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Job insecurity — While it may make sense for Thybo’s boss to fire him, UCPH as a whole has been damaged by the case. Professors calls for job security, even for the scientists who are difficult
The case of the fired geology professor Hans Thybo has set off a debate over job security for researchers at the University of Copenhagen.
“If you do not have secure employment conditions, you do not actually have real freedom of speech or academic freedom”. This is according to a former Danish economics policy adviser and member of the University of Copenhagen board Niels Kærgård in an opinion piece on the news site Berlingske that he co-authored recently with the former vice president of the Danish Council for Independent Research DFF Peder Andersen.
The layoffs at the University of Copenhagen, that are not a part of the larger round of cuts, are nothing new, according to the piece, and last year’s dismissals of
It is considered one of the University’s main strategic objectives to recruit more talented researchers internationally.
Prorector for Research Thomas Bjørnholm has made it a personal priority to introduce special start-up funding and a tenure track program at UCPH to guarantee a career from assistant professor to associate professor for
Tenure, as we know it from the United States, would not let someone get fired in these cases.
Tenure is a concept that UCPH picked up from British-American academia. Researchers with tenure are difficult and expensive to fire. But when universities still offer this kind of employment, it is in recognition that it is difficult for scientists, who by nature are specialized in their work, to find a new job if they are terminated. Without tenure, some would refrain from applying at all.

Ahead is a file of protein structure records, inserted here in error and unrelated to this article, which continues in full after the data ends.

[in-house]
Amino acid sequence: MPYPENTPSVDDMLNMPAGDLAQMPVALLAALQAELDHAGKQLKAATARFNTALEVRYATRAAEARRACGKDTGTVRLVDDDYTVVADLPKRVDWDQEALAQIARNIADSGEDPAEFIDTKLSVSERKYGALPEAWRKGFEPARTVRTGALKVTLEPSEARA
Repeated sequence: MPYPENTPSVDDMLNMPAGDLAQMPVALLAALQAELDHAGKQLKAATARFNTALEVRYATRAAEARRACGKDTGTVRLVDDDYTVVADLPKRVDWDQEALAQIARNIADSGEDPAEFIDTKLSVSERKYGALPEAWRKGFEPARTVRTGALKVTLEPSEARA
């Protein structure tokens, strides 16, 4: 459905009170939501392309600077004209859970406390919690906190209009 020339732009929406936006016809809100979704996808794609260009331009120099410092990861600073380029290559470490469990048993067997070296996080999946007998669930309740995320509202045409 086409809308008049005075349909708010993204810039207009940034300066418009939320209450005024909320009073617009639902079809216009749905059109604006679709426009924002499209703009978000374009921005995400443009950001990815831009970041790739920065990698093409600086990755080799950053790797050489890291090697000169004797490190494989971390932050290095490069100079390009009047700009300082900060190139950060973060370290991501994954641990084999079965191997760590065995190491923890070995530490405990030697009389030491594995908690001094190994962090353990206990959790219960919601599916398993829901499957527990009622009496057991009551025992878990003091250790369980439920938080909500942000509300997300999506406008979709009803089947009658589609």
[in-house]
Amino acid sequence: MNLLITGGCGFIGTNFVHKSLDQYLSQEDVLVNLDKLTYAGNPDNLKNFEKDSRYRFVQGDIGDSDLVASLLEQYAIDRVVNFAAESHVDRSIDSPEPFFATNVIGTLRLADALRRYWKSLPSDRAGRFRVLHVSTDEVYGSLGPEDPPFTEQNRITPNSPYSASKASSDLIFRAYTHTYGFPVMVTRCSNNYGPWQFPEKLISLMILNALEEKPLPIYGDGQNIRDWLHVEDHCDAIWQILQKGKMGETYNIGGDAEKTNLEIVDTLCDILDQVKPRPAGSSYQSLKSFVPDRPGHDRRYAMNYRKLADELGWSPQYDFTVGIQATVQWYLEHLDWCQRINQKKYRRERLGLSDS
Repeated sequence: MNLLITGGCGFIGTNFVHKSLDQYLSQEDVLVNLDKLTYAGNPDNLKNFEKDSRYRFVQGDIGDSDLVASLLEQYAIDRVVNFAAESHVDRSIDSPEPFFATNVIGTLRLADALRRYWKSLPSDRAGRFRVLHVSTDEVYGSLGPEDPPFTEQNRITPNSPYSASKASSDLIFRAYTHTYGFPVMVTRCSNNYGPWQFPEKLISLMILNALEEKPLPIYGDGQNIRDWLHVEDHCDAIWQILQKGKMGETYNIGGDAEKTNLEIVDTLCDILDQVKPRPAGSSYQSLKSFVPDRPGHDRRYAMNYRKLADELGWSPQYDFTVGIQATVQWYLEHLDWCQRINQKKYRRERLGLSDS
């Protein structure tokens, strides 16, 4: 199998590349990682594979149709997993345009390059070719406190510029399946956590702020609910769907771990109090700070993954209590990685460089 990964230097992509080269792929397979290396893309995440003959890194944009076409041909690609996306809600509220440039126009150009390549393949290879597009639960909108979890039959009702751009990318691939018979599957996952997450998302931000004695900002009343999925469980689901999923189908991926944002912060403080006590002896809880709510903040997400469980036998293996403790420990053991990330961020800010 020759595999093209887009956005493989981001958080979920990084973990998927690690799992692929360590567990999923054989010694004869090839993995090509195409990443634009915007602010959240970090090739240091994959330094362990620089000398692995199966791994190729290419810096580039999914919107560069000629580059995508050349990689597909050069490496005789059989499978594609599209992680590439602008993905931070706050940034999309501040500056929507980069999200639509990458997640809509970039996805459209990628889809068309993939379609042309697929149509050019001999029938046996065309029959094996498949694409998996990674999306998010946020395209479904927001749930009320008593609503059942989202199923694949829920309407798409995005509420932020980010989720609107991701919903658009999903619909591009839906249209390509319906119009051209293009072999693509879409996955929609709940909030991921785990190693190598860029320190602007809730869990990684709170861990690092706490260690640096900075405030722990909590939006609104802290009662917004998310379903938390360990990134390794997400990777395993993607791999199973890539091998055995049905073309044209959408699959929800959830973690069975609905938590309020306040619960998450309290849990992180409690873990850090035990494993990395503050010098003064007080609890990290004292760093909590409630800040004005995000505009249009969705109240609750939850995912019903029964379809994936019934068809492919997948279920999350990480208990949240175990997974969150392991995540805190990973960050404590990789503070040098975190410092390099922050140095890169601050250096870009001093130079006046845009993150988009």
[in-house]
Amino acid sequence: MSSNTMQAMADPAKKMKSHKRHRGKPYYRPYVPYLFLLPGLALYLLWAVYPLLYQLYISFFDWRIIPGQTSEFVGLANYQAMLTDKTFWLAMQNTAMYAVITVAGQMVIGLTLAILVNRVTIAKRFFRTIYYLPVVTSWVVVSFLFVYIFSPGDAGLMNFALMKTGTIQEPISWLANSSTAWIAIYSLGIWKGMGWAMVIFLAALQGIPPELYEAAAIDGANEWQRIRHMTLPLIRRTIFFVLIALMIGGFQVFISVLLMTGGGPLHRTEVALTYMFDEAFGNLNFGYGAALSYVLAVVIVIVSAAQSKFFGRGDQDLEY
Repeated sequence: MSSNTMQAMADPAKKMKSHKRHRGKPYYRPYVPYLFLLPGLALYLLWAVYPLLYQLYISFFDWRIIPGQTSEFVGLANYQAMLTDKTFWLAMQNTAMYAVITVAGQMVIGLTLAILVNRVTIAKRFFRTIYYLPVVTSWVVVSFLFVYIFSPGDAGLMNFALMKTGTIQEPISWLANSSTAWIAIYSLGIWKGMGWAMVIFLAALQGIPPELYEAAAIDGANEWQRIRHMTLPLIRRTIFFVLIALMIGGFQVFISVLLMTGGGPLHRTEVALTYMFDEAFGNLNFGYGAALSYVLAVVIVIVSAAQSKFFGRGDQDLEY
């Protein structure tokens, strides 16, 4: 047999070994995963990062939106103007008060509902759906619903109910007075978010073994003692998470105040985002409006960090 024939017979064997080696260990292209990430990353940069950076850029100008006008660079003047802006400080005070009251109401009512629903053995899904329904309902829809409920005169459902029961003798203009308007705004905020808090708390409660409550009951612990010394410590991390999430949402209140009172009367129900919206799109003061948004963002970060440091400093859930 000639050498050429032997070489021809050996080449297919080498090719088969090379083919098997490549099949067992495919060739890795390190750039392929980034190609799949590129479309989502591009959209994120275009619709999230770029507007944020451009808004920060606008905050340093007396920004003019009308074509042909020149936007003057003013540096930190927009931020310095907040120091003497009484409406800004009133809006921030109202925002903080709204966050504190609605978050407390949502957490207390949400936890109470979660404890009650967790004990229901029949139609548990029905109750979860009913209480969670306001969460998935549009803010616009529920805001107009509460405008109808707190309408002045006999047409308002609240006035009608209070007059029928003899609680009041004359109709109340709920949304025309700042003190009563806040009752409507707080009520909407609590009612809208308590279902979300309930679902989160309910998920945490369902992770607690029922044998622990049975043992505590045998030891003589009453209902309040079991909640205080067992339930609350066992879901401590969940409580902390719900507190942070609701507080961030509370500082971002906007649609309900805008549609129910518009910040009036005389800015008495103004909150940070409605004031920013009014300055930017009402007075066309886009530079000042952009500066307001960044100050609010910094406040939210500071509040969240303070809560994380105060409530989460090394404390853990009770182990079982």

But if you ask Kærgård and Andersen, there is a mismatch between the University of Copenhagen’s stated intention of ensuring job security and the real terms on offer:
“When Danish universities advertise positions as ‘tenure’ and ‘tenure-track’ internationally, while at the same time unceremoniously sacking qualified associate professors and professors, you easily get a shady reputation. It is a bit like what happens if you become known for selling horse meat under the label of ‘beef’,” Kærgård and Andersen write in Berlingske.
Real American tenure would not have let him be sacked so easily
According to Niels Kærgård – who is one of those behind a petition protesting the recent firing of Hans Thybo – UCPH’s reputation has already suffered due to the present conditions.
“Some of the stuff that is happening – not only in the Thybo case but also in the rounds of layoffs – comes as a surprise to people in major research countries like the US, where they have tenure and therefore job security for researchers. Tenure, as we know it from the United States, would not let someone get fired in these cases,” he says.
Hans Thybo has been fired on the grounds that he used a private email account for work purposes, and because UCPH claims that he put unfair pressure on a young researcher, partly by encouraging him to criticize management in a work assessment survey.
In the unravelling of the Thybo sacking it also emerged, also in the University Post, that Thybo was at odds with his bosses, and that he by some colleagues was considered difficult or even unpopular.
Niels Kærgård, how did they take care of what you in the piece in Berlingske call ‘difficult’ employees in the past?
“People were previously hired under the civil servant category. If you fired them, they would get three years’ salary and pension for life, unless there were exceptional circumstances and the person had, say, abused public funds,” says Niels Kærgård.
The fact that university managers were elected by their colleagues, also held back the urge to fire people, says Niels Kærgård.
But today, managers in academia are under a term contract, which according to Niels Kærgård can even give some of them an incentive to fire troublesome employees to demonstrate their ability to act within their period of employment.